Note the contrast between the Christian (“having faith and good conscience”) and the one who only professes Christianity (“having rejected” [the faith] who “concerning the faith have suffered shipwreck”). Paul, an apostle, says he delivered them to Satan, a fate not possible for the true Christian.
The psalmist in Psalm 119:117-118 draws a similar contrast: “Hold me up, and I shall be safe, And I shall observe Your statutes continually. You reject all those who stray from Your statutes, For their deceit is falsehood.”
The authentic believer strives to observe all that God wants, while the one who does not truly believe does not. God holds up the one and rejects the other. Paul prophesied that unbelief would be a problem in the latter days of the church age. In 1 Timothy 4:1-2, he writes: “Now the Spirit expressly says that in latter times some will depart from the faith, giving heed to deceiving spirits and doctrines of demons, speaking lies in hypocrisy, having their own conscience seared with a hot iron, . . .” He is talking about professing believers who are not really true believers at all, who will be prone to following “doctrines of demons.” Paul’s concern was that these people may lead others to follow them and their teachings. Christians can know them by the fact they do not teach the truth and their lives are hypocritical; that is, as James might say, their false faith does not produce works of righteousness.
Paul also gives the standard we should use with each other. He says it pretty bluntly in Titus 1:15-16: “To the pure all things are pure, but to those who are defiled and unbelieving nothing is pure; but even their mind and conscience are defiled. They profess to know God, but in works they deny Him, being abominable, disobedient, and disqualified for every good work.”
Again, we come face to face with the fact that true faith produces works of righteousness, versus false faith, which is defiled: “They profess to know God, but in works they deny Him.”
Christians are called on to teach the truth to everyone (19-20)
Verse 19 is action-oriented. Throughout this book, James has told us repeatedly to get involved with each other; as Christians to admonish, encourage, and correct each other. Frankly, that’s kind of uncomfortable in our culture. Now, in verse 19, he reminds us of a primary job God has given us: to tell the good news of the Savior to the unsaved.
In this case, the unsaved are people we know, not someone on a far-off mission field. Not only that, but they are already familiar with the Christian message but are prone to wander from it without having yielded to Christ as Lord. One of the facts we in our church have learned over and over in the last few years of Bible studies is that we can know a Christian not by his or her talk, but by his or her walk of faith. Through Paul, the Holy Spirit reveals that every human being is a bondservant, either to sin or to Christ as Lord. He writes in Romans 6:18: “Having been set free from sin, you became slaves [bondservants] of righteousness.” That is an apt description. Bondservants obey their masters, do their master’s will, and, in fact, devote their lives to serving the master.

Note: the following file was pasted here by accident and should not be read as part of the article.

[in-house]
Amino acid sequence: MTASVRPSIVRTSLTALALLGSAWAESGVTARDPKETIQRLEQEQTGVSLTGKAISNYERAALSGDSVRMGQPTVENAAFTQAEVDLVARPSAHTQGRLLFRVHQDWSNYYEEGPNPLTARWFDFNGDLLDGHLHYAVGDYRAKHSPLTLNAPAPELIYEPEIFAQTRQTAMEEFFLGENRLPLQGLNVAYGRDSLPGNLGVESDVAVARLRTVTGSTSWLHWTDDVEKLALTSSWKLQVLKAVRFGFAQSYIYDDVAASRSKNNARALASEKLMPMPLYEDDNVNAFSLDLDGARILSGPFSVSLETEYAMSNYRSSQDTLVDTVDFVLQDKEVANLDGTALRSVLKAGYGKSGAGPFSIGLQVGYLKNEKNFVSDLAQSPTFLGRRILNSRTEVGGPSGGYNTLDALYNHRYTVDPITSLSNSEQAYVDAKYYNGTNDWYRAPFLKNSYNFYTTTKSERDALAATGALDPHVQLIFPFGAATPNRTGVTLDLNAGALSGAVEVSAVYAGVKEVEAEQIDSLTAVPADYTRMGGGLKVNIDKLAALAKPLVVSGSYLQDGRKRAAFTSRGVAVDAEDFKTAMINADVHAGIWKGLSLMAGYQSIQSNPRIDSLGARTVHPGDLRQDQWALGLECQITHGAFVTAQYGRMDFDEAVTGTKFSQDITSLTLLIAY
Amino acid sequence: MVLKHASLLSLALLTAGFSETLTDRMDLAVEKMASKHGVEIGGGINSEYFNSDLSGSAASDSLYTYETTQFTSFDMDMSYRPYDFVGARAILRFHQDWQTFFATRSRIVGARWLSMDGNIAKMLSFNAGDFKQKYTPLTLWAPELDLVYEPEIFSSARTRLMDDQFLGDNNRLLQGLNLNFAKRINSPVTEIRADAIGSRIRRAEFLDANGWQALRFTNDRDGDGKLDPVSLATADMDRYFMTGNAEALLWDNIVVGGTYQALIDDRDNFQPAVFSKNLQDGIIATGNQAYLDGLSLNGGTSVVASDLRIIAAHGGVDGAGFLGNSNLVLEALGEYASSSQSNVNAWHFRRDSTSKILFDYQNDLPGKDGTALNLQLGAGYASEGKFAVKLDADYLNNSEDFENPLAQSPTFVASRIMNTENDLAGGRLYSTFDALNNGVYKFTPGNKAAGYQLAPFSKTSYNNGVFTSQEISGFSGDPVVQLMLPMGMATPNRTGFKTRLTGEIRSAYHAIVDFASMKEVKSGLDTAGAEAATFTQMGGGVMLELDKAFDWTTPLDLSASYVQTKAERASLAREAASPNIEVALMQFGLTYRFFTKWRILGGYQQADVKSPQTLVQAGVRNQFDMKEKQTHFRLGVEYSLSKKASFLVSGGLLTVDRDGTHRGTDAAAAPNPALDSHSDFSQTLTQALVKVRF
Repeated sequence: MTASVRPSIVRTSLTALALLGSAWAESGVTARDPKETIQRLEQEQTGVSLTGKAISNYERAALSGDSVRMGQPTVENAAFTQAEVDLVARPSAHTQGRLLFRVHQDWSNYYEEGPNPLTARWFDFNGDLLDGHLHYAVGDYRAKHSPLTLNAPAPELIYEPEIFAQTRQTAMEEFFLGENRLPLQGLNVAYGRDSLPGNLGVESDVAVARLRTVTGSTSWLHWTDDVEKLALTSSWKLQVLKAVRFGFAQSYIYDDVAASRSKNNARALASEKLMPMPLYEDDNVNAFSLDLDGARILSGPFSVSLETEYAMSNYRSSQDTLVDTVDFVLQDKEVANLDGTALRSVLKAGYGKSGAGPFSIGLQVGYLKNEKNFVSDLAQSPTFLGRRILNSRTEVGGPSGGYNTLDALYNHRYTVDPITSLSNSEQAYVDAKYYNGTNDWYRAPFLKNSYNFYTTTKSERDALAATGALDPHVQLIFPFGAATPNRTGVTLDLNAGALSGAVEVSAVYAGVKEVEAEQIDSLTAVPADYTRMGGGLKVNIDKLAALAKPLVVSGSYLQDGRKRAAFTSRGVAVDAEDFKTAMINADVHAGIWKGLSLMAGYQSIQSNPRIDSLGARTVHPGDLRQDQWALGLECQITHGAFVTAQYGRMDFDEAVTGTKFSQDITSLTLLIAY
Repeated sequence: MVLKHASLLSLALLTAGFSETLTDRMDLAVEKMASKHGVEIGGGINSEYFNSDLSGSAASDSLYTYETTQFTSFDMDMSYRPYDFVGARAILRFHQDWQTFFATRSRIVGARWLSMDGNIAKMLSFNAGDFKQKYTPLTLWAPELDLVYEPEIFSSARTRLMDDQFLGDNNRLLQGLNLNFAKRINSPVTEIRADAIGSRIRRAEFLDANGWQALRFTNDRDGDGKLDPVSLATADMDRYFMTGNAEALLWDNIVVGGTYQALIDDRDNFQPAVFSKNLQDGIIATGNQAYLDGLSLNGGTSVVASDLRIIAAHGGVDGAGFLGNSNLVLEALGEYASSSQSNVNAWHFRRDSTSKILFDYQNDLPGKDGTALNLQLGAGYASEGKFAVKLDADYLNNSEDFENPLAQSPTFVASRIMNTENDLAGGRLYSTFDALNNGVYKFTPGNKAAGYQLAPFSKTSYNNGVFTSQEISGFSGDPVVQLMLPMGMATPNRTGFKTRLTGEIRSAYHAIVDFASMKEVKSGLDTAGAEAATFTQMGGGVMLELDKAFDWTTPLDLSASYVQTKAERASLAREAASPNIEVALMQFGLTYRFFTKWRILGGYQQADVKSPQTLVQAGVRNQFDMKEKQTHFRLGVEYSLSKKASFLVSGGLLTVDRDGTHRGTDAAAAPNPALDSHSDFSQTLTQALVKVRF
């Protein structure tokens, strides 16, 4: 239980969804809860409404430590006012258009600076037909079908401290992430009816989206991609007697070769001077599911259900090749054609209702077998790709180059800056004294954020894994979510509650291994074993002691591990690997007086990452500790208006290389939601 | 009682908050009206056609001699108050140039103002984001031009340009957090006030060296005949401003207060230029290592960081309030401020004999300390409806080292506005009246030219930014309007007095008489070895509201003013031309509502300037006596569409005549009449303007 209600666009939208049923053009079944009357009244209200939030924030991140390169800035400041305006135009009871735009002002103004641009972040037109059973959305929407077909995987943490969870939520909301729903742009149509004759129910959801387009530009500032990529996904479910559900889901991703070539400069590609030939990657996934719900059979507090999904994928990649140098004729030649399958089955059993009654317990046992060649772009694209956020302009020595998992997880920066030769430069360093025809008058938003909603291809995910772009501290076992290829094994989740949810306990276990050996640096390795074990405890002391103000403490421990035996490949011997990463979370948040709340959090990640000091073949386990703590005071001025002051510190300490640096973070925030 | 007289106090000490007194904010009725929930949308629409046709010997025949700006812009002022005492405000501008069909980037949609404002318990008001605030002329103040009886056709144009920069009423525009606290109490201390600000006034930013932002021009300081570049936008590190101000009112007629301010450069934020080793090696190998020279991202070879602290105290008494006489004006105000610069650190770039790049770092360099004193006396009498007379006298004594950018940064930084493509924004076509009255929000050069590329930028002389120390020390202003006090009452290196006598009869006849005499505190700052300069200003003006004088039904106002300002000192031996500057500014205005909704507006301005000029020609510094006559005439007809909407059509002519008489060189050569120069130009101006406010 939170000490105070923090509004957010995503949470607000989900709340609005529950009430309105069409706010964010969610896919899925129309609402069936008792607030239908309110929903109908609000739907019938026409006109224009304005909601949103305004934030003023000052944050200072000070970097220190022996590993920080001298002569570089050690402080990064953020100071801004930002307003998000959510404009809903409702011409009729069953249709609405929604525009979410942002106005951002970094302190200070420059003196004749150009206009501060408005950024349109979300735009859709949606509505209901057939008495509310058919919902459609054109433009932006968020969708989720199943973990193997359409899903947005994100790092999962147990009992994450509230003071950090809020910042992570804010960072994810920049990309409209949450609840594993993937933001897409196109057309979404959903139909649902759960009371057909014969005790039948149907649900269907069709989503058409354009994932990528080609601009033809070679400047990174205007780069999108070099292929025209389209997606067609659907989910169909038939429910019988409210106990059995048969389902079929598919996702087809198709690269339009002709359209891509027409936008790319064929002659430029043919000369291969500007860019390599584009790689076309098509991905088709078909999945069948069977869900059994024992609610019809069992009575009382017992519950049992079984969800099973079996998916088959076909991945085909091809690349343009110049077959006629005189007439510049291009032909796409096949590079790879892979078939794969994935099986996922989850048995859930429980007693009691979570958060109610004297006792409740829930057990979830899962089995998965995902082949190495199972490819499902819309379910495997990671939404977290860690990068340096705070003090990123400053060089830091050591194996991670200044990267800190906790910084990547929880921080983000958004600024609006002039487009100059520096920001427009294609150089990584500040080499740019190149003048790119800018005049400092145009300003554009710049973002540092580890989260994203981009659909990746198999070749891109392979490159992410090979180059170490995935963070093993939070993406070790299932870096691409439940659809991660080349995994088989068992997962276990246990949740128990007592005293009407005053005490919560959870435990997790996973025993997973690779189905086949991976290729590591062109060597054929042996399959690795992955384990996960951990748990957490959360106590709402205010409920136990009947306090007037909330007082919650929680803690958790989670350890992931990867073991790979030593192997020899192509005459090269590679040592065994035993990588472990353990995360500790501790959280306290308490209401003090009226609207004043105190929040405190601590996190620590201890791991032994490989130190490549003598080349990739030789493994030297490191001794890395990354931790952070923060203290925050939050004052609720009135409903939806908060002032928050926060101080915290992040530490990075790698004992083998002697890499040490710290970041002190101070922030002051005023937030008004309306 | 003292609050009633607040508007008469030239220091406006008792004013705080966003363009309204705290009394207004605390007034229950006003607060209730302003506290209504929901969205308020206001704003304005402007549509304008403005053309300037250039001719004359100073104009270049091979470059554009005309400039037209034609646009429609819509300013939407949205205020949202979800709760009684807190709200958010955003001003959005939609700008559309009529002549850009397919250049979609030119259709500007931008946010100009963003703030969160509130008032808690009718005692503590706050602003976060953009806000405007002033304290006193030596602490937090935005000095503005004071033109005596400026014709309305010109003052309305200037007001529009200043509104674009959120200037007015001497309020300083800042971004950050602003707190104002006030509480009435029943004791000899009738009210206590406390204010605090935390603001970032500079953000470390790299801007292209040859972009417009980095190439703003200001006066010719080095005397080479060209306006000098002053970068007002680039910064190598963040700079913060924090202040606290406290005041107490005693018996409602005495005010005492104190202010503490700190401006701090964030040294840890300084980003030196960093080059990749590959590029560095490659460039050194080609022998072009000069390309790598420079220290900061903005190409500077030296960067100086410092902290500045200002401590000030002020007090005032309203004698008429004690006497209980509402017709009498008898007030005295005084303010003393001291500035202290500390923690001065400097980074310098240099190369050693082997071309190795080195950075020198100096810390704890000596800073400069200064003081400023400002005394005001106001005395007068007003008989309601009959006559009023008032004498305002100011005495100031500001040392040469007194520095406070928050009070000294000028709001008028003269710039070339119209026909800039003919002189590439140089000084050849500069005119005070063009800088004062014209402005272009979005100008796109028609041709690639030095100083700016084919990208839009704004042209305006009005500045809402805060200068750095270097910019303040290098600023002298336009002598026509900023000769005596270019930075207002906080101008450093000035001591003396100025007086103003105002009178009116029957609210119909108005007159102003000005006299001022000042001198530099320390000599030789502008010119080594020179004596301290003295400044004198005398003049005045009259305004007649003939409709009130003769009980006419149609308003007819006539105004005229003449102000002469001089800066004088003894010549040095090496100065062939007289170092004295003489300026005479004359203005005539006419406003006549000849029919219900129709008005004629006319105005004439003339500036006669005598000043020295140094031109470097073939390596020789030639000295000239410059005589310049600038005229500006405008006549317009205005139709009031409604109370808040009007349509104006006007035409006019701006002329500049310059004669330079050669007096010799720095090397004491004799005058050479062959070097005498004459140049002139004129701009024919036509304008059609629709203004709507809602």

Verse 20 tells us our witness is vitally important. This is true whether we are witnessing to a stranger, a neighbor, or to one who professes to be a Christian but whose life causes us to doubt. Perhaps that is the most difficult witnessing situation. Just as we have been told to go into all the world and preach the gospel, James here is reminding us not to ignore the unsaved who may even be churchgoers, people we know who are familiar with the gospel but not living according to it or may not even profess belief, people whom God wants just as desperately to forgive and save as he wants for people in a far-off mission field.
I was once one of those people. Back in the late 1970s, we attended church, and I was an usher, member of the board, and a Sunday school teacher. I liked to discuss religion with an acquaintance, who was part of another church. I didn’t know much about the Bible, except that it contained things like loving others and being moral. One evening we were talking about the rapture, and he finally said, “Why are you so interested? Jesus isn’t coming back for you, because you’re not saved.” That led in a few months to my salvation.
Maybe that's too blunt an approach for most people we may know, but he definitely did what James is telling us to do. I knew a little about the truth but was not saved. He helped lead me, a churchgoing sinner who professed to have faith, from error, and God saved me.